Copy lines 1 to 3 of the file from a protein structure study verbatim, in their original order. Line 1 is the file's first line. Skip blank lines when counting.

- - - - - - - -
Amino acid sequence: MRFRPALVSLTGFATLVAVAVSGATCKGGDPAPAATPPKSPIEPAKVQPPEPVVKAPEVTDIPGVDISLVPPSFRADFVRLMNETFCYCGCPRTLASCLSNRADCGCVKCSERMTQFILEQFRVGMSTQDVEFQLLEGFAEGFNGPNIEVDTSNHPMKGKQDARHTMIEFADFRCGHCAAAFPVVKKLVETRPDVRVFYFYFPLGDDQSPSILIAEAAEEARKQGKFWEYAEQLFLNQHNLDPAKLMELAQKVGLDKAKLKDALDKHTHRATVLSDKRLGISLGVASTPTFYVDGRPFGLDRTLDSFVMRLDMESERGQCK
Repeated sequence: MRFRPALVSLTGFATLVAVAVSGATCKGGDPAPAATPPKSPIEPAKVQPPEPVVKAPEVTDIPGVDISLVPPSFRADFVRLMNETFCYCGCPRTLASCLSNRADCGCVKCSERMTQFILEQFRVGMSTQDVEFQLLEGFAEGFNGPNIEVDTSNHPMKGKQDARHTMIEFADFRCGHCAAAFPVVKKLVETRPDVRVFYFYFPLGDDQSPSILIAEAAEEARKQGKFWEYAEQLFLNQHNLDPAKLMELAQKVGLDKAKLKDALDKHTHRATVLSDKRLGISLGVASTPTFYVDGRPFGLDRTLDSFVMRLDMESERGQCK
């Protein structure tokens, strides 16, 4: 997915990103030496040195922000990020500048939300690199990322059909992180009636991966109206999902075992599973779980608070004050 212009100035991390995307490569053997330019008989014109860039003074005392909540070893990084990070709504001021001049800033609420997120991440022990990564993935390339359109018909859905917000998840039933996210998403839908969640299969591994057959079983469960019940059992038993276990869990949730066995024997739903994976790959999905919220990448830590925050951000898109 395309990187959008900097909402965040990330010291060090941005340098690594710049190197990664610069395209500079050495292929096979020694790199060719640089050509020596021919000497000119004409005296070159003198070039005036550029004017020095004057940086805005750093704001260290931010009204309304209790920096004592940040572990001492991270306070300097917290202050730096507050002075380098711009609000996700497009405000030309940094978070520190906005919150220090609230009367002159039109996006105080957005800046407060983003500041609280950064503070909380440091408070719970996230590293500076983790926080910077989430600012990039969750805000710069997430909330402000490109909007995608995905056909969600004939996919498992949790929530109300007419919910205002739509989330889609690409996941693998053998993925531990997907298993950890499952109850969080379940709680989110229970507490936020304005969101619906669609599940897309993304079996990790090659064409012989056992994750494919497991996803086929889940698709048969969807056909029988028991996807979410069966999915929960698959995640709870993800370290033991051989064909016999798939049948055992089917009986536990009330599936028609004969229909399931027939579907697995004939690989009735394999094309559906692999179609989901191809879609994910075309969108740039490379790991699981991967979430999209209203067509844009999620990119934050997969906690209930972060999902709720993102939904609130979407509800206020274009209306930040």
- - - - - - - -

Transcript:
Amino acid sequence: MRFRPALVSLTGFATLVAVAVSGATCKGGDPAPAATPPKSPIEPAKVQPPEPVVKAPEVTDIPGVDISLVPPSFRADFVRLMNETFCYCGCPRTLASCLSNRADCGCVKCSERMTQFILEQFRVGMSTQDVEFQLLEGFAEGFNGPNIEVDTSNHPMKGKQDARHTMIEFADFRCGHCAAAFPVVKKLVETRPDVRVFYFYFPLGDDQSPSILIAEAAEEARKQGKFWEYAEQLFLNQHNLDPAKLMELAQKVGLDKAKLKDALDKHTHRATVLSDKRLGISLGVASTPTFYVDGRPFGLDRTLDSFVMRLDMESERGQCK
Repeated sequence: MRFRPALVSLTGFATLVAVAVSGATCKGGDPAPAATPPKSPIEPAKVQPPEPVVKAPEVTDIPGVDISLVPPSFRADFVRLMNETFCYCGCPRTLASCLSNRADCGCVKCSERMTQFILEQFRVGMSTQDVEFQLLEGFAEGFNGPNIEVDTSNHPMKGKQDARHTMIEFADFRCGHCAAAFPVVKKLVETRPDVRVFYFYFPLGDDQSPSILIAEAAEEARKQGKFWEYAEQLFLNQHNLDPAKLMELAQKVGLDKAKLKDALDKHTHRATVLSDKRLGISLGVASTPTFYVDGRPFGLDRTLDSFVMRLDMESERGQCK
């Protein structure tokens, strides 16, 4: 997915990103030496040195922000990020500048939300690199990322059909992180009636991966109206999902075992599973779980608070004050 212009100035991390995307490569053997330019008989014109860039003074005392909540070893990084990070709504001021001049800033609420997120991440022990990564993935390339359109018909859905917000998840039933996210998403839908969640299969591994057959079983469960019940059992038993276990869990949730066995024997739903994976790959999905919220990448830590925050951000898109 395309990187959008900097909402965040990330010291060090941005340098690594710049190197990664610069395209500079050495292929096979020694790199060719640089050509020596021919000497000119004409005296070159003198070039005036550029004017020095004057940086805005750093704001260290931010009204309304209790920096004592940040572990001492991270306070300097917290202050730096507050002075380098711009609000996700497009405000030309940094978070520190906005919150220090609230009367002159039109996006105080957005800046407060983003500041609280950064503070909380440091408070719970996230590293500076983790926080910077989430600012990039969750805000710069997430909330402000490109909007995608995905056909969600004939996919498992949790929530109300007419919910205002739509989330889609690409996941693998053998993925531990997907298993950890499952109850969080379940709680989110229970507490936020304005969101619906669609599940897309993304079996990790090659064409012989056992994750494919497991996803086929889940698709048969969807056909029988028991996807979410069966999915929960698959995640709870993800370290033991051989064909016999798939049948055992089917009986536990009330599936028609004969229909399931027939579907697995004939690989009735394999094309559906692999179609989901191809879609994910075309969108740039490379790991699981991967979430999209209203067509844009999620990119934050997969906690209930972060999902709720993102939904609130979407509800206020274009209306930040």